Are you looking for a way to send out those last beautiful summer tomatoes and cucumbers in style? Do you need more genuinely delicious vegetarian recipes in your life? Do you crave Middle Eastern food?
If you answered “Yes” to any of the above, keep reading. We’re going to falafel!
Falafel is what happens when you puree garbanzo beans with lots of Middle eastern herbs and spices, then fry small balls of the mixture in oil until they become deeply browned and crunchy, with mellow, steamy centers. They’re usually served gyro-style – in a pita, with lettuce, tomatoes, onions, and cucumbers, slathered with the most delicious yogurt/tahini sauce.
Seriously, if you do nothing else with this recipe, go make the sauce. The falafel are great – they’re the best I’ve had – but that sauce! I could eat it with a spoon. Actually, I have eaten it with a spoon. It’s fantastic.
Anyway, back to the falafel. The first thing you need to know about making falafel at home is that it can go horribly wrong.
But don’t worry! This is totally preventable. Just watch out for a few key things and you’ll soon be piling your pitas high with falafel and summer veggies
First: If you’re using dried garbanzo beans, soak them in the refrigerator. Chickpeas are quicker to ferment than most beans, and if you leave them soaking on the counter for too long, they can start to smell a little funky.
Second: Puree your beans! A finely chopped mixture is disastrous. You need a paste. If the mixture is too coarse, your falafel balls will disintegrate into nothingness when you try to fry them. Adding flour as a binder will not solve this. Trust me. I think I got a few grey hairs figuring this one out.
There. Now, since I’ve already made all the falafel mistakes for you, your falafel-making experience should be utterly straightforward and delicious. Just don’t ask me how to eat one of these without dripping that amazing sauce all over yourself. I haven’t figured that one out yet.
Yields roughly 24 falafel balls, enough for about 16 pita sandwiches. This equates to 8 normal-sized servings, or 16 light meals.
Adapted (and debugged) from Tyler Florence and JoAnn Cianciulli.
A food processor is pretty much essential for getting the right texture here. And as I mentioned above, the texture isn’t just a matter of personal taste – the falafel simply will not hold together if the mixture is too coarse. I don’t think you could get the needed consistency with a knife, at least in any reasonable amount of time. And the paste is too thick for a blender. A food mill might work, although I haven’t tried this.
Tahini paste can be expensive or hard to find in regular grocery stores. Your best bet for price and availability is to go to an ethnic store, but you can find it online in a pinch.
This recipe makes a lot of sauce. Trust me, if you’re anything like us, you’ll use it all. And if not, it’s a fantastic veggie dipping sauce.
One last thing – I made a double batch of everything when taking these photos. I pureed and cooked the falafel in batches, but the spice grinding and sauce pictures show the full double batch amounts.
2 C dried garbanzo beans/chickpeas
1 T whole cumin seeds
1 T whole coriander seeds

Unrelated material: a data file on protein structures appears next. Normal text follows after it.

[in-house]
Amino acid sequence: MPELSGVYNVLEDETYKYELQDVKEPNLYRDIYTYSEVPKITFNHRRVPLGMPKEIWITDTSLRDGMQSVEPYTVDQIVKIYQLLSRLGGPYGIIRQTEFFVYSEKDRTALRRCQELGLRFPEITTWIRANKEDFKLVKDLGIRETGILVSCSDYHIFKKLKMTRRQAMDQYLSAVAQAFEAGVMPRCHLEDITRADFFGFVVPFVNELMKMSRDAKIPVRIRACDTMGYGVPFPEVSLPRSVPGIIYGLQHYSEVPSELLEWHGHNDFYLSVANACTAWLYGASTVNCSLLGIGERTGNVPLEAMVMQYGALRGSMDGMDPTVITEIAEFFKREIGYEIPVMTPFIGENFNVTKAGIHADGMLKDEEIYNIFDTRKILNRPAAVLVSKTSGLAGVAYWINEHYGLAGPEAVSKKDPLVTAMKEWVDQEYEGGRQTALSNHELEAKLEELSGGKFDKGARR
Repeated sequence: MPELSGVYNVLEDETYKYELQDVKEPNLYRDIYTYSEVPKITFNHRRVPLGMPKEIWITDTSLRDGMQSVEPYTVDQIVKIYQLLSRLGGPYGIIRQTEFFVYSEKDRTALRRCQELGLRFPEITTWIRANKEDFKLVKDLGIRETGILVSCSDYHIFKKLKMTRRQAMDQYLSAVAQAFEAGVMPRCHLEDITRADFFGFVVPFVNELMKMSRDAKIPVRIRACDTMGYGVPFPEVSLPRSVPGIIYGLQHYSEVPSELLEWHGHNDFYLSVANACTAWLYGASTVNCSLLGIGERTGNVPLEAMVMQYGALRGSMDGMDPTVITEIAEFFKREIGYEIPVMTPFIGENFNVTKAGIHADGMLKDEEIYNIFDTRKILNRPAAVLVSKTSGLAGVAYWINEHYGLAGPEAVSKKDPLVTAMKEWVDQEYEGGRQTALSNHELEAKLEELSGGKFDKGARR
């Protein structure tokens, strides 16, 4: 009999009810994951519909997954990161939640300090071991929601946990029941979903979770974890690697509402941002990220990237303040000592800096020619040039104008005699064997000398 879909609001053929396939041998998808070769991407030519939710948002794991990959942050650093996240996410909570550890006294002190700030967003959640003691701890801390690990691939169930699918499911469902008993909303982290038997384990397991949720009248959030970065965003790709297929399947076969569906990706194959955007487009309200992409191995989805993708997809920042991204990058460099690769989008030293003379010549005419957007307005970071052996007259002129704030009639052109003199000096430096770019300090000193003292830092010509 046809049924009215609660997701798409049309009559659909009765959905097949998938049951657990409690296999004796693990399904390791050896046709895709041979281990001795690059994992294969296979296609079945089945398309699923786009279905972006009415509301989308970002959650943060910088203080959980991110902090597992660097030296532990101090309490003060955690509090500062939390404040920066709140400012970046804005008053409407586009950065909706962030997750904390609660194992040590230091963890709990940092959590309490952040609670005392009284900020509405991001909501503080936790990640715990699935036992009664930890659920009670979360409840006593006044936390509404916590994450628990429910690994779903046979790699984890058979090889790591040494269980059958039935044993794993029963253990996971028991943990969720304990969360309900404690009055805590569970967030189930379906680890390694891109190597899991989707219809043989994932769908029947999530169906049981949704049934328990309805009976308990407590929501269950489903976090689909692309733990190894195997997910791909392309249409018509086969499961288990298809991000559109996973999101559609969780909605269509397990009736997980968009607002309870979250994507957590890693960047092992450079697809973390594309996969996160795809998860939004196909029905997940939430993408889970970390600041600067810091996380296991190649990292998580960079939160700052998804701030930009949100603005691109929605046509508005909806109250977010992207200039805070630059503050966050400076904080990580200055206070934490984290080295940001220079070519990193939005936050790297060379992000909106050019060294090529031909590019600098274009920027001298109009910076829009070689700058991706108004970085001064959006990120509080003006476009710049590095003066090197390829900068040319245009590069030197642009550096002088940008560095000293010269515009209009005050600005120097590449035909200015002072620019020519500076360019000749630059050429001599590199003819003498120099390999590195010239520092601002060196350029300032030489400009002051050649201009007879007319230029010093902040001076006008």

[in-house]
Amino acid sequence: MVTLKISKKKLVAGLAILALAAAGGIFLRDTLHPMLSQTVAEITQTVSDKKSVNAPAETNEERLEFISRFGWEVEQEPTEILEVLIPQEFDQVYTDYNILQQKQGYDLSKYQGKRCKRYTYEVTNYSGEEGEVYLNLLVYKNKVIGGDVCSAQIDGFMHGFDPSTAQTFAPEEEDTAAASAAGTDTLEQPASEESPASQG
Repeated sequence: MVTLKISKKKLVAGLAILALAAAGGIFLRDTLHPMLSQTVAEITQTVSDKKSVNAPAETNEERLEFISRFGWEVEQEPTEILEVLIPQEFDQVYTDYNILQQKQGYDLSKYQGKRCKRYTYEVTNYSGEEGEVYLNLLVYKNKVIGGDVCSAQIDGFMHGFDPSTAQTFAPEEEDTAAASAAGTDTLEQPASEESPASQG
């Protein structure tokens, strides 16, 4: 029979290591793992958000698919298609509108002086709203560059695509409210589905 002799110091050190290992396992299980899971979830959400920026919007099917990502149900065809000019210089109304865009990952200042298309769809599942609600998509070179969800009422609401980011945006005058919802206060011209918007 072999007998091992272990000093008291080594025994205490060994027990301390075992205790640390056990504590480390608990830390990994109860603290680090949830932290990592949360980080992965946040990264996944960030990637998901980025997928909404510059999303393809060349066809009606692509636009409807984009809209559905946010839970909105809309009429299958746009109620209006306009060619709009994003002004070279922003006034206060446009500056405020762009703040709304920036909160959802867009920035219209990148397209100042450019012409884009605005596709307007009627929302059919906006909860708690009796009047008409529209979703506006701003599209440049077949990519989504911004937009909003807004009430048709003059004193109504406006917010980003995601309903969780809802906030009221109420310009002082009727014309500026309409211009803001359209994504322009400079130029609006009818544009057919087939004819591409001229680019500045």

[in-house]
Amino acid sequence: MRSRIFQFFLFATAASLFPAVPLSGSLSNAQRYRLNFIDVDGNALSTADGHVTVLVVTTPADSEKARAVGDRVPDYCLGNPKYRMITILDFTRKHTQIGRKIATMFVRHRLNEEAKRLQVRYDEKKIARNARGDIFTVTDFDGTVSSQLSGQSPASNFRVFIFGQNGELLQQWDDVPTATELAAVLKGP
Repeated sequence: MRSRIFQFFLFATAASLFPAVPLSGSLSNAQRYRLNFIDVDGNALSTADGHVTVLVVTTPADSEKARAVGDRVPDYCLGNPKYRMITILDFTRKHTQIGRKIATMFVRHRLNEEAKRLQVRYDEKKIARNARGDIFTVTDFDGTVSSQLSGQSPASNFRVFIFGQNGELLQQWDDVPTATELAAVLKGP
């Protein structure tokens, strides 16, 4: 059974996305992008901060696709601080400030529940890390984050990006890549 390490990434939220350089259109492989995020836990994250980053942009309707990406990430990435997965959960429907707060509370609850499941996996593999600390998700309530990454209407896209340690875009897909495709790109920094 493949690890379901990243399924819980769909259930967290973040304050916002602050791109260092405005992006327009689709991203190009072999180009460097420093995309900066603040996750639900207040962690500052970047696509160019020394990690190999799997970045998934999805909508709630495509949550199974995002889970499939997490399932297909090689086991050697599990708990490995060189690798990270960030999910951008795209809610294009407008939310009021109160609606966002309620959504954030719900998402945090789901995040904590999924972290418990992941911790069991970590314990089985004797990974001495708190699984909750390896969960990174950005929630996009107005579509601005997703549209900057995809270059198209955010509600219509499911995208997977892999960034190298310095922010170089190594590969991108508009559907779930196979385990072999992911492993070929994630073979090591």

1 small onion, quartered
6 cloves garlic, peeled
2 handfuls fresh parsley
1 handful fresh cilantro
2 t baking powder
1/2 t red pepper flakes
1 t kosher salt
vegetable oil, for frying
1 C tahini paste
1 C plain yogurt*
juice of 1 lemon
2 cloves garlic, minced
about a pinch each of salt and paprika (I like smoked paprika here)
Pita halves, warmed and split open, pocket-style
Onions, thinly sliced
The night before
Put the dried beans in a bowl and cover with water by 2-3 inches. Let beans soak in the refrigerator overnight (at least 12 hours, up to 24 is fine).
Make the Falafel
Put cumin and coriander seeds in a small pan and roast over medium heat. Remove from heat once they start to smell fragrant and turn just slightly darker (careful, they burn easily!), and grind in a mortar and pestle or spice grinder.
Put onion through cilantro in a food processor and pulse until roughly chopped. Drain garbanzo beans and add them to the food processor, along with the baking powder, red pepper flakes, salt, and roasted spices. Process, scraping down sides as needed, until the mixture forms a paste, almost like a gritty hummus. (It won’t be smooth like hummus because the beans aren’t cooked, but the bean pieces should be about the size of that coarse sugar you see sprinkled on cookies.) This will take a few minutes.
Let the falafel paste rest in the refrigerator while you heat the oil.
Fill a large cast iron pan or other heavy pot with 1.5 inches (3 cm) of oil. Heat over medium heat until a small bit of the falafel mixture sizzles and starts to brown when you drop it in. When your oil is hot but not smoking, gently drop ping pong-sized balls** of falafel paste into the oil (you will need to fry the falafels in at least two batches). Fry, turning once, until the falafel balls turn a deep, crunchy brown. Remove to a paper towel lined plate and repeat with remaining falafel mix.
Make the Sauce
Combine tahini paste through garlic in a medium-sized bowl. Season with salt and paprika to taste.
Cut a few falafel balls in half. Spread the inside of a pita half with a generous amount of tahini sauce. Fill with tomatoes, cucumbers, onions, lettuce, and 3-4 falafel halves. Enjoy!
*Greek yogurt will make the sauce way too thick. You can substitute half or all of the yogurt for water, in a pinch.
** I use a #30 disher, which holds about 2 tablespoons, to scoop out my falafel mix. I drop it directly from the scoop into the pan, no rolling needed.